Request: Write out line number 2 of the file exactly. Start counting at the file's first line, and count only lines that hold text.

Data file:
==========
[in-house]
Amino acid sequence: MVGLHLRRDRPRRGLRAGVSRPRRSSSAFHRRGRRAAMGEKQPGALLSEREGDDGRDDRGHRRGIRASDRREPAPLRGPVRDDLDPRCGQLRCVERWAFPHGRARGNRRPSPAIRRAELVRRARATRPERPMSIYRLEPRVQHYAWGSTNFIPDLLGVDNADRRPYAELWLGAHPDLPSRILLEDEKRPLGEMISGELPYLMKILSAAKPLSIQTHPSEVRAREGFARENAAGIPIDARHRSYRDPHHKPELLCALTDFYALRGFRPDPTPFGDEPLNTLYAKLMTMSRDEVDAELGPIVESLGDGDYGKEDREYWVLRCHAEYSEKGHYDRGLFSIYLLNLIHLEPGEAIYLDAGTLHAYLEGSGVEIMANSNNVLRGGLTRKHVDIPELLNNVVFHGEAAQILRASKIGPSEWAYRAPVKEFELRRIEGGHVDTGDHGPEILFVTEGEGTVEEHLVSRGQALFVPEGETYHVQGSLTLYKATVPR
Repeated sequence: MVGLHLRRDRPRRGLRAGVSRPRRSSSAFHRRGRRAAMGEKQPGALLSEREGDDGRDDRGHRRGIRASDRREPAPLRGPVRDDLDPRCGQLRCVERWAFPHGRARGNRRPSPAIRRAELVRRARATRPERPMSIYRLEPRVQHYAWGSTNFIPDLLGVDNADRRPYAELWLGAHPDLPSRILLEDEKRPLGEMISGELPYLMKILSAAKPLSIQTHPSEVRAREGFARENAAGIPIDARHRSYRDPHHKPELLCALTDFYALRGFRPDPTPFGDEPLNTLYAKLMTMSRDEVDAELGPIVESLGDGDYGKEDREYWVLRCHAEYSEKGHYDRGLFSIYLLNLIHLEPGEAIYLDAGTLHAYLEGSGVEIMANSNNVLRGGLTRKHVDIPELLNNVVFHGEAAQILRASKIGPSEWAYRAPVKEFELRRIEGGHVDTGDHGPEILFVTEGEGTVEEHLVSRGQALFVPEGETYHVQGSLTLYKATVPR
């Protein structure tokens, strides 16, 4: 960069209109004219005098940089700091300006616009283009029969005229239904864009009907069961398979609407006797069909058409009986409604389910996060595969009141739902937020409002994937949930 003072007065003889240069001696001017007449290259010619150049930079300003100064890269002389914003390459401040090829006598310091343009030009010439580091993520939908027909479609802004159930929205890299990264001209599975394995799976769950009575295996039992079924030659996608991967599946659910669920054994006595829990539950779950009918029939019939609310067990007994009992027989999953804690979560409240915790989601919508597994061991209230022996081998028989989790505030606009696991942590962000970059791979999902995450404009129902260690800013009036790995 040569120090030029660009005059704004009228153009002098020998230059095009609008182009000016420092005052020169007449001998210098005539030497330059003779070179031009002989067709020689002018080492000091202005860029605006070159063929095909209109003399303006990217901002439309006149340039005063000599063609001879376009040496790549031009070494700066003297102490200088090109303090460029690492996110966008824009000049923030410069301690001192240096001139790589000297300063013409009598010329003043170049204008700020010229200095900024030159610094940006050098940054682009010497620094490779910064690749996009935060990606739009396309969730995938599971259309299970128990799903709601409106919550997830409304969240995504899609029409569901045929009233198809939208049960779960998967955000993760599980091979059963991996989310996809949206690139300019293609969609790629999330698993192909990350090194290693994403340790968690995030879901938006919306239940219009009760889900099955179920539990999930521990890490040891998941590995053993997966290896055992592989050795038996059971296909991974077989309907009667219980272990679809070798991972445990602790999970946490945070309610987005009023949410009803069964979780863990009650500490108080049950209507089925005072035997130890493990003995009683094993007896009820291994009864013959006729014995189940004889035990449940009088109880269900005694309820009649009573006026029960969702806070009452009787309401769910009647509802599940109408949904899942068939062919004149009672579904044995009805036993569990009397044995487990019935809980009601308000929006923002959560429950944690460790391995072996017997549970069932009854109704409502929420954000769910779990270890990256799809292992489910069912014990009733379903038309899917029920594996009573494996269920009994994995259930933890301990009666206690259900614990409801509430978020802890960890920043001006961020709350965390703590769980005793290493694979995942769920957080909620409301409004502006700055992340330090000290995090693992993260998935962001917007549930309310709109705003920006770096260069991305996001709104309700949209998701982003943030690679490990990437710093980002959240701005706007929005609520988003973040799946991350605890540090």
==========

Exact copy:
Amino acid sequence: MVGLHLRRDRPRRGLRAGVSRPRRSSSAFHRRGRRAAMGEKQPGALLSEREGDDGRDDRGHRRGIRASDRREPAPLRGPVRDDLDPRCGQLRCVERWAFPHGRARGNRRPSPAIRRAELVRRARATRPERPMSIYRLEPRVQHYAWGSTNFIPDLLGVDNADRRPYAELWLGAHPDLPSRILLEDEKRPLGEMISGELPYLMKILSAAKPLSIQTHPSEVRAREGFARENAAGIPIDARHRSYRDPHHKPELLCALTDFYALRGFRPDPTPFGDEPLNTLYAKLMTMSRDEVDAELGPIVESLGDGDYGKEDREYWVLRCHAEYSEKGHYDRGLFSIYLLNLIHLEPGEAIYLDAGTLHAYLEGSGVEIMANSNNVLRGGLTRKHVDIPELLNNVVFHGEAAQILRASKIGPSEWAYRAPVKEFELRRIEGGHVDTGDHGPEILFVTEGEGTVEEHLVSRGQALFVPEGETYHVQGSLTLYKATVPR